Exhibitions to catch before they close in 2023

発行日 2023/12/06
It’s been another bumper year of exhibitions in the Principality! To make sure you don’t miss out on the superb cultural offerings, here are all of the exhibitions that will be closing at the end of the month.

In addition to the numerous exhibitions organised by Monaco’s cultural institutions, 2023 also saw some special highlights as part of commemorations marking the centenary of Prince Rainier III.  These unique events showcased different aspects of the life of the man known as the Builder Prince during his reign, from 1949 to 2005.

“The Builder Prince. An Ambition for Monaco” at the Salle d’exposition exhibition space on Quai Antoine Ier, from 20 July to 31 December
Over the course of his reign, Prince Rainier III oversaw a lasting transformation in the Principality. From adopting new constitution in 1962, to resetting relations with France, forging a place for Monaco on the world stage, and creating globally renowned events, the exhibition uses previously unseen models, plans, photographs and documents to show the Prince’s unique approach, and his ambition of ensuring the prosperity and well-being of his people.

“The Prince and the Circus” at Les Terrasses de Fontvieille, from 22 November to 28 January
Since 1974, Monaco has begun every year with a world-famous celebration of the circus arts: the Festival International du Cirque de Monte-Carlo. An essential event that will this year be celebrating its fiftieth anniversary! The exhibition looks back at how Prince Rainier III founded the Festival, with a scenography guided by the Prince’s own words. Featuring personal accounts, footage of iconic circus acts, never-before-seen documents, and numerous costumes and other creations, the whole history of the world’s most prestigious circus festival is on display at Les Terrasses de Fontvieille until the end of the forthcoming 46th edition.

“The Prince and his Animals” at the Zoological Gardens, from 31 May to 31 December
The Principality has a zoo overlooking the port of Fontvieille, nestling against the southern flank of the Rock below the Prince’s Palace. Founded in 1954 by Prince Rainier III himself, the Zoological Gardens are home to around 300 animals of some sixty different species, most obtained from customs seizures or exchanges with other zoos. Until the end of the year, the Rainier III Zoological Gardens are displaying previously unseen archive images of the Prince, a big animal-lover.

“Prince Rainier III, a rose garden in tribute to his wife” at Princess Grace Rose Garden, from 1 June to January 2024
“Every woman is a timeless rose to this world…” Such was the founding adage of the Princess Grace Rose Garden, opened in 1984 by Prince Rainier III in tribute to his late wife. When selecting the finest roses for the new garden, the Prince’s Palace was inundated with hundreds of offers of plants, which flooded in from all over the world. The Sovereign himself finally chose 315 varieties. Until January, the Princess Grace Rose Garden is hosting an exhibition of photographs showcasing roses linked to Prince Rainier III and images of the garden’s official opening.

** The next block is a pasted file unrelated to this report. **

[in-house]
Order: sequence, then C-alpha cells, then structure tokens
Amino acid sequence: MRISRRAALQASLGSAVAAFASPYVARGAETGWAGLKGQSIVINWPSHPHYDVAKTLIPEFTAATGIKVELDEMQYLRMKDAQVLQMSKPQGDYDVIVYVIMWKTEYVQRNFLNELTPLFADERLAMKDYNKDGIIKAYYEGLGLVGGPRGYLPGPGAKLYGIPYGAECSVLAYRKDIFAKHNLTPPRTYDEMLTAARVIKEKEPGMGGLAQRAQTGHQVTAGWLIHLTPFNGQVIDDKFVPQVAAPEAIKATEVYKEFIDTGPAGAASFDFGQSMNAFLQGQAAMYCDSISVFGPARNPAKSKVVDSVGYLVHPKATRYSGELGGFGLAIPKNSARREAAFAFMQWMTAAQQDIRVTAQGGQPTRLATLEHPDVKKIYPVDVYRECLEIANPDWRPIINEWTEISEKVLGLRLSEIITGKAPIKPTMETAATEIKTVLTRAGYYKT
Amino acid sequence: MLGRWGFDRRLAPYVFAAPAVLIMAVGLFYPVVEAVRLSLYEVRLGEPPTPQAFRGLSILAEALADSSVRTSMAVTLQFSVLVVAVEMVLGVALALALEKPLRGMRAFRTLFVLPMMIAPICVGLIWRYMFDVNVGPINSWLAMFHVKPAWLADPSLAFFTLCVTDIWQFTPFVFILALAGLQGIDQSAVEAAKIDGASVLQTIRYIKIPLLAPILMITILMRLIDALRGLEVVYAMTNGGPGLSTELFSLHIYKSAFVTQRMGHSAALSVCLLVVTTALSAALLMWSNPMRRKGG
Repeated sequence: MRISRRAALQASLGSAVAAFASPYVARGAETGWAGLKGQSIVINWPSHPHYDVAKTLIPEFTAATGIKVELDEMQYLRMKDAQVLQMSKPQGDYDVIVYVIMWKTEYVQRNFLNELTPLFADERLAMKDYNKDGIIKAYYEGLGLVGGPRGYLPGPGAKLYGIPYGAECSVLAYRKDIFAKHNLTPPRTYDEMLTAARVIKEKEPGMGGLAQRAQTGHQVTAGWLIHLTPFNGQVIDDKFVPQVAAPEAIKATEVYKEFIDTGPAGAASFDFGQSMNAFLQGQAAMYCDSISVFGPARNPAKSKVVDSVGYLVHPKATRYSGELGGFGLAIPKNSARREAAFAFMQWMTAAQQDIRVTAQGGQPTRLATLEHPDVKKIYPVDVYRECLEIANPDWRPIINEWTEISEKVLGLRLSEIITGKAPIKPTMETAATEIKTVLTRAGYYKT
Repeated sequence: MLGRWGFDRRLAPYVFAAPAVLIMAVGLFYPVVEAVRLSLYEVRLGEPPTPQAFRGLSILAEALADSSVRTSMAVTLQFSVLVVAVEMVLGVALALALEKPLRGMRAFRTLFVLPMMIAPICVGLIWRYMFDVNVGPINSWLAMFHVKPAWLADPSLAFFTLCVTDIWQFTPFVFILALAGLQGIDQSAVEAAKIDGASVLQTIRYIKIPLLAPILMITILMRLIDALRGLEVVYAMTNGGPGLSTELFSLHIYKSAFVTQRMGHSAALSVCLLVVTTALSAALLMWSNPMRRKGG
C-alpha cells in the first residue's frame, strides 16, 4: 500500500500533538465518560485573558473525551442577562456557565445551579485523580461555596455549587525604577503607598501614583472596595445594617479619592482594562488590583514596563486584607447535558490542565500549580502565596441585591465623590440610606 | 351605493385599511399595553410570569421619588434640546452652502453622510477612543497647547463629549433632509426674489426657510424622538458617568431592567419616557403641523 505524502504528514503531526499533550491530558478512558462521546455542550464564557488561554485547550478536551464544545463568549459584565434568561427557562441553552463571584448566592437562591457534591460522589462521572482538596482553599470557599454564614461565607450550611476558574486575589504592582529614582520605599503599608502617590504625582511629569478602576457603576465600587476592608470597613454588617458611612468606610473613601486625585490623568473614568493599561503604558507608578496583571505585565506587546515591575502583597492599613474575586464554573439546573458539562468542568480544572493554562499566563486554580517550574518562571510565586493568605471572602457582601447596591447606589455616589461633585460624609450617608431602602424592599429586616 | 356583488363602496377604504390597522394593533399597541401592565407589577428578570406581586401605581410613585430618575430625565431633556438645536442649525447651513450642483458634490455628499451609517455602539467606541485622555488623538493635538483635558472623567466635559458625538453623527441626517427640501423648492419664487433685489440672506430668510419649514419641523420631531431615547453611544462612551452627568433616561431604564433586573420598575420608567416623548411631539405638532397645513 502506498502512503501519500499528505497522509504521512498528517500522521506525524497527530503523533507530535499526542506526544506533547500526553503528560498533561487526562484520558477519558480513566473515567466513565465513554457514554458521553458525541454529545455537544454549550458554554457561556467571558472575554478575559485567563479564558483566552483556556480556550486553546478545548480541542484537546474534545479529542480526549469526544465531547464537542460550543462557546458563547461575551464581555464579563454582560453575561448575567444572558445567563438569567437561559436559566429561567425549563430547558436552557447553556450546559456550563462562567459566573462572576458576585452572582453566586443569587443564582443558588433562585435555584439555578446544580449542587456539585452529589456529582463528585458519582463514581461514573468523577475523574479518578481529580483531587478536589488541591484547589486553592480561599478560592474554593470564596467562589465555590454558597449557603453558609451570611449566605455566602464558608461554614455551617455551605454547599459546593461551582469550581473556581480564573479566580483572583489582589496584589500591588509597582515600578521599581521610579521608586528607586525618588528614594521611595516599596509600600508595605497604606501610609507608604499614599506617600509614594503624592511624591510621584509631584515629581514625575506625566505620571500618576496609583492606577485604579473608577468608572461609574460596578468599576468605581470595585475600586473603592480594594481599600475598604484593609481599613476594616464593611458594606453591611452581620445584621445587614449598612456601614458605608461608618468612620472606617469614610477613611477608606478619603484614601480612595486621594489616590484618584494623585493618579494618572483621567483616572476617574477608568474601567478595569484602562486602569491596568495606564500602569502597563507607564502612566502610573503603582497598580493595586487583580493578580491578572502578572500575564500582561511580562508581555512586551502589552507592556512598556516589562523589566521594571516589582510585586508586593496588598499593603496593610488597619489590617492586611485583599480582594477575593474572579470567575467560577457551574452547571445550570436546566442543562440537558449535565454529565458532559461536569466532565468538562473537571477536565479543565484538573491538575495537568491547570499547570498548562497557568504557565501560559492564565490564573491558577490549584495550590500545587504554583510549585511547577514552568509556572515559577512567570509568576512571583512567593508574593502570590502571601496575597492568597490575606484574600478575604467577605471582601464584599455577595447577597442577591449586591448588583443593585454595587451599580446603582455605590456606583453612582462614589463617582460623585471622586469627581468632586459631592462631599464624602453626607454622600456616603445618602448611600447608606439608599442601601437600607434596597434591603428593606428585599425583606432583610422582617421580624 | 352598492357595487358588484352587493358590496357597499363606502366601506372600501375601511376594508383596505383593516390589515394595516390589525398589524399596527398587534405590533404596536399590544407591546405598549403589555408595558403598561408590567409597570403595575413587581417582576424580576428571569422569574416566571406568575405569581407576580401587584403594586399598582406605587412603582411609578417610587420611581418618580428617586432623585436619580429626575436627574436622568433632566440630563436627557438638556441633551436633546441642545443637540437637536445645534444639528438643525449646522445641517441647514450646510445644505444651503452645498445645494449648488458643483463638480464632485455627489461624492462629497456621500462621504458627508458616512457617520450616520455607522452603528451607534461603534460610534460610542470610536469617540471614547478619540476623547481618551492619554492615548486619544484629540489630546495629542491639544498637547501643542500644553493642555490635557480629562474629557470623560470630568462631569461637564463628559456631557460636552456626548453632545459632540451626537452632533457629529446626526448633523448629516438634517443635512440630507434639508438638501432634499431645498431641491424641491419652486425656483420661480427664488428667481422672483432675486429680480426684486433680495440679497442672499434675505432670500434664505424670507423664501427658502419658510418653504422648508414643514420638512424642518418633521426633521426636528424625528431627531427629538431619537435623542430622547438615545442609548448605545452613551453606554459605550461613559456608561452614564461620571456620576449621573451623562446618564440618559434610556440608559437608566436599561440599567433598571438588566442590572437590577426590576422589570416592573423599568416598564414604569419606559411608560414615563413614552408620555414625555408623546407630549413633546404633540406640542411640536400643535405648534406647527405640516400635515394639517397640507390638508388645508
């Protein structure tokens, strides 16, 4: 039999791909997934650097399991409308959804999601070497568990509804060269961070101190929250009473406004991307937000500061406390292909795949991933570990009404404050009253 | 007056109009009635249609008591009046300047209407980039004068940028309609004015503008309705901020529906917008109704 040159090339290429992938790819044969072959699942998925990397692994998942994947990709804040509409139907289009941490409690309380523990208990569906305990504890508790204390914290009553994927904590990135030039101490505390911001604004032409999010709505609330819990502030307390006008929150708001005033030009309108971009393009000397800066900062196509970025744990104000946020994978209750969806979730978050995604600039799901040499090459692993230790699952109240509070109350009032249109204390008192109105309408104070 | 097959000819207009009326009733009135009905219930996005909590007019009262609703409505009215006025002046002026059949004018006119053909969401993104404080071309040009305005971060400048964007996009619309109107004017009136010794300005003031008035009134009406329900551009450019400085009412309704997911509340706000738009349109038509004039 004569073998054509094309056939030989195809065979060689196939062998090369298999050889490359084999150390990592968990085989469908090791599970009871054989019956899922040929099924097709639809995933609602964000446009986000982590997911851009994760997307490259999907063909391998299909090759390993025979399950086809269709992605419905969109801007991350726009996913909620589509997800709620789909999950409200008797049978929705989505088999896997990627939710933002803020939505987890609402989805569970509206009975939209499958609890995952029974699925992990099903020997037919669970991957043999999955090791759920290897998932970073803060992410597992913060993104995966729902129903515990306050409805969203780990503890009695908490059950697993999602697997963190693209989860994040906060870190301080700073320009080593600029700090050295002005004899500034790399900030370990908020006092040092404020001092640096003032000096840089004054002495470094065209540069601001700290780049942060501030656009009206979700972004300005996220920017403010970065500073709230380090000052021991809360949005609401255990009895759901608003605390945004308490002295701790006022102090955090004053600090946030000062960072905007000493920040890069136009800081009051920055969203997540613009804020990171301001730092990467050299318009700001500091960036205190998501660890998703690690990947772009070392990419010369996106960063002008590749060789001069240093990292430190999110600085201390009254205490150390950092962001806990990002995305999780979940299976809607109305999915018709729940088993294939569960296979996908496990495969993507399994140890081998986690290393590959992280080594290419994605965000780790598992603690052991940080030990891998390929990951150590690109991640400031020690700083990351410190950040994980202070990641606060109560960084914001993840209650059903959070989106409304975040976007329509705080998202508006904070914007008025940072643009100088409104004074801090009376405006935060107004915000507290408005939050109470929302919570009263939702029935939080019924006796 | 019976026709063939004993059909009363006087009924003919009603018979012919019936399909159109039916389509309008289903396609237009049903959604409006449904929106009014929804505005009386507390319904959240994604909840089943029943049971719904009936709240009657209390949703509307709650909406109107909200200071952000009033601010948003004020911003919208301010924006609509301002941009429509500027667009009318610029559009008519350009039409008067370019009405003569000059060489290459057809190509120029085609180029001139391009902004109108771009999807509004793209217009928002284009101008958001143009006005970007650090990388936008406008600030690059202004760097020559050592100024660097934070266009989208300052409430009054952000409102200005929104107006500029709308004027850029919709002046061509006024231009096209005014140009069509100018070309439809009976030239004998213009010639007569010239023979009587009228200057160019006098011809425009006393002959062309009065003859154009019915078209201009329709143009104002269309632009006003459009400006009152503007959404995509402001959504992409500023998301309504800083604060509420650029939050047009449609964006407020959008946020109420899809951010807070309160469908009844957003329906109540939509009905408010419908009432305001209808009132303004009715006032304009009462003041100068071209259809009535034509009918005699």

“Albert I – A Prehistorian Prince” at the Museum of Prehistoric Anthropology, from 20 March to 31 December
The Museum of Prehistoric Anthropology invites visitors to see a different side of Prince Albert I, exploring his important contribution to archaeological research and history. From cave art to the first methodical digs, the exhibition looks back at the enthralling  adventures and archaeological musings of a Prince with a passion for prehistory.

“Pathé-Baby: Monaco as you’ve never seen it!” at the Audiovisual Institute of Monaco, until 29 December
The Audiovisual Institute of Monaco invites visitors to take an enthralling dive into the history of the Principality as seen through the eyes of Pathé-Baby cameras. The archives dating back to the last century will transport you back in time. In addition to some early home movies, the footage also shows how the Principality developed over the period 1925 to 1970. The story of how modern Monaco came to be is told thanks to the Pathé Baby and the 9.5 mm cameras that followed it!

写真クレジット: © Direction de la Comunication - Frederic Nebinger / Philippe Fitte / DR /Georges Lukomski - Archives du Palais Princier / La Gazette de Monaco / Direction du Tourisme et des Congrès / Institut Audiovisuel de Monaco